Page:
By Katherine Pancol
As a rule, the only crocodiles in novels dealing with the complicated lives of Parisians are the logos on Lacoste piqué-knit T-shirts. But Pancol’s literary confection, published in France in 2006 and now in English translation, features actual, breathing tetrapods—and long before they’re Hermès products. Given the book’s panoply of plot lines and characters, the crocodiles’ presence isn’t at all surprising, or even gratuitous.
The tale begins with the plight of Joséphine Cortès, a meek, frumpy medieval scholar whose unemployed husband, Antoine, has just left her for his manicurist mistress. He resurfaces as the manager of a crocodile farm in Kenya, leaving his ex in a financial muddle with two adolescent daughters to raise. Potential salvation arrives when Joséphine’s beautiful sister, Iris, who leads a chic, if vacuous, existence, comes up with a scheme whereby she’ll pay Joséphine to ghostwrite a novel set in the 12th century for which she’ll take the credit—and a star turn when it becomes an unexpected literary sensation.
As this tale unfolds, there’s a cast of thousands to meet, each with his or her own plot to twist: Joséphine’s daughters (Hortense, a sex bomb ready to detonate, and the lovable Zoé); her harridan mother, Henriette; her good-hearted stepfather, Marcel, a rich businessman conducting an affair with an employee; Philippe, Iris’s corporate lawyer husband, who’s conducting his own furtive meetings with another man. Add to the mix a British expat neighbour, Shirley, and Luca, a model-handsome scholar researching the history of tears who takes an interest in Joséphine. And we must also count the fictional characters, led by Florine, Joséphine’s rebellious young protoganist.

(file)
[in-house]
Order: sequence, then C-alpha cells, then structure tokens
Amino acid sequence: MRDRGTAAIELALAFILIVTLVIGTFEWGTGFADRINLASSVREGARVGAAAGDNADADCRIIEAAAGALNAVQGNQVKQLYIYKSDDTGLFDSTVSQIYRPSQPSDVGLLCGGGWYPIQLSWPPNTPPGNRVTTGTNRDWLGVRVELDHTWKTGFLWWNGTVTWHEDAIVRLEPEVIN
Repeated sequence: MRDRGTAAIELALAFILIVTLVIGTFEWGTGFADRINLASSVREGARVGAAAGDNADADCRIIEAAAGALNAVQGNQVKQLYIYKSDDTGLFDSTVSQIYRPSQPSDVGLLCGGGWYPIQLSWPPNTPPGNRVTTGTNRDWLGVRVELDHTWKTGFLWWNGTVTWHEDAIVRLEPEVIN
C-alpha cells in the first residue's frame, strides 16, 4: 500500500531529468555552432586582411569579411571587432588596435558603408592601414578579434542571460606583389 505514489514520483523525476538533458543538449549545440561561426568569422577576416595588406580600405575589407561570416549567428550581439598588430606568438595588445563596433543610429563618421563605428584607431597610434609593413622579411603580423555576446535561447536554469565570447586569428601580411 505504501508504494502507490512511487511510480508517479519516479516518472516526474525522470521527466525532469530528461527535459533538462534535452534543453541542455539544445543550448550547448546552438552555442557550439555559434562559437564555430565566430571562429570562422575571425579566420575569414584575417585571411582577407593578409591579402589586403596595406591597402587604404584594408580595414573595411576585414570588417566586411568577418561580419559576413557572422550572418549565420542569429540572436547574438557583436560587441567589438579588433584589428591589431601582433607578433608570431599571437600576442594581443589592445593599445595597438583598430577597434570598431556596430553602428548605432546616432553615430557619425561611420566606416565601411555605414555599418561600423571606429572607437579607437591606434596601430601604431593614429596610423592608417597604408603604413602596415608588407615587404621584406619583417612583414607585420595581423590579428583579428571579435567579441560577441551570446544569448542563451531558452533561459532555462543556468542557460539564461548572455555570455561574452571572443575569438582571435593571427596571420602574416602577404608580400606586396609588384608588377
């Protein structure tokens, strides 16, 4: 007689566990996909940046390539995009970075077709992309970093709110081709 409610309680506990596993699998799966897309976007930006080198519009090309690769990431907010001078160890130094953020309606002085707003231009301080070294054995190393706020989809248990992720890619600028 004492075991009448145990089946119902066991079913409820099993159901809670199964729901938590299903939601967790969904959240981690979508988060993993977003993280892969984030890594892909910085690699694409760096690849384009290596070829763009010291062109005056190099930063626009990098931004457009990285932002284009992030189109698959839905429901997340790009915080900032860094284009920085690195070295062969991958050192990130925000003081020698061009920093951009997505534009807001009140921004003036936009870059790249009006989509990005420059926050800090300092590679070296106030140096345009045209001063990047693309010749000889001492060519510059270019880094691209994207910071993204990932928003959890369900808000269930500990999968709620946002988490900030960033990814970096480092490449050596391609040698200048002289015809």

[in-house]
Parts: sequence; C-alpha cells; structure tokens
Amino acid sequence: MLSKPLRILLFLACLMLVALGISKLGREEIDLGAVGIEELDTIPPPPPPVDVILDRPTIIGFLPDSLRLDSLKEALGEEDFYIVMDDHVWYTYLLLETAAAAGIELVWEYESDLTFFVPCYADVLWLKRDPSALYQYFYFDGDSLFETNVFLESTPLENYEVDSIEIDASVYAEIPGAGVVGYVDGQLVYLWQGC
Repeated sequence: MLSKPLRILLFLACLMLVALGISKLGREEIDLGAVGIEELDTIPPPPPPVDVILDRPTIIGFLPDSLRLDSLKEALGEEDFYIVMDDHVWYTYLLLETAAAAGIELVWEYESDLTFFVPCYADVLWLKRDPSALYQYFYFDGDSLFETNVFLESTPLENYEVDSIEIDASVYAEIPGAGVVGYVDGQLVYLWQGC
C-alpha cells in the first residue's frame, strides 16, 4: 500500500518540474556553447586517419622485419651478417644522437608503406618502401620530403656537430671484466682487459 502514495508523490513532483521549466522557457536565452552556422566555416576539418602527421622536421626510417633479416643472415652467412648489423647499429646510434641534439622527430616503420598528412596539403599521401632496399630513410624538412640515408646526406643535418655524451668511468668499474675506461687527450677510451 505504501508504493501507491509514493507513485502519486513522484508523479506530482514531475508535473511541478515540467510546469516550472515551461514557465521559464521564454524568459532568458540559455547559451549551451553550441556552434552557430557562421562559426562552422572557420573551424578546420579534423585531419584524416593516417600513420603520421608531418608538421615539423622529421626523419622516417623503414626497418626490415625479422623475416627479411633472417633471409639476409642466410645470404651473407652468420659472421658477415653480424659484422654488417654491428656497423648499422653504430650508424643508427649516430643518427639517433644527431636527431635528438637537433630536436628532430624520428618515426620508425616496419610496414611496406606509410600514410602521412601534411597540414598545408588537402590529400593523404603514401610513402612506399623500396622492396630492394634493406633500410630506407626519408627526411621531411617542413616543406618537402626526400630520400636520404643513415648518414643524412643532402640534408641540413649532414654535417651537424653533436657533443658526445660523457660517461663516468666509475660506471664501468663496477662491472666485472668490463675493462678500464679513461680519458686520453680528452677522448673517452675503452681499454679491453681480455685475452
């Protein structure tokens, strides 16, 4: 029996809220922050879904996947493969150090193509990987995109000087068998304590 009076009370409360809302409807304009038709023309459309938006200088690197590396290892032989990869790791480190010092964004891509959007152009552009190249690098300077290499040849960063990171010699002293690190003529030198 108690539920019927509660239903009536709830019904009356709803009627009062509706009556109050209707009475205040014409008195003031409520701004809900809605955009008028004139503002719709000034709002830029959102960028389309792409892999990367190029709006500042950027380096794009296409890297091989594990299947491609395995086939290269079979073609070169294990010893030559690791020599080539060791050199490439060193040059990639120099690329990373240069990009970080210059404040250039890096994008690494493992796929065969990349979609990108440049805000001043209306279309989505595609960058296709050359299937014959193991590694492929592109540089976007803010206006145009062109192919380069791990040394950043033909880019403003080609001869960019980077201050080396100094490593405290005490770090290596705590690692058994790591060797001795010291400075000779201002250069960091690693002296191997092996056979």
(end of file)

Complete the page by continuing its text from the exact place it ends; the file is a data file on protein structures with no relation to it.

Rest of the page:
The Yellow Eyes of Crocodiles, a blockbuster in Pancol’s native France, was the first instalment of her “Joséphine trilogy.” Its success isn’t surprising. A female audience is destined to lap up scenes set at Hôtel Ritz’s swimming pool, feral behaviour at a Givenchy sale, and the upbeat “I am woman, hear me roar” message, sounded as Joséphine asserts her independence. At times, the book’s English translation feels leaden, at odds with Pancol’s elegant observations, and character gridlock can overwhelm. But the modern fairy tale glides smoothly enough over 434 pages as everyone receives their just deserts. As does the reader, who feels as if she’s just consumed a box of colourful macarons: not the most nutritious fare, but so pretty and seductive, given the ingredients.
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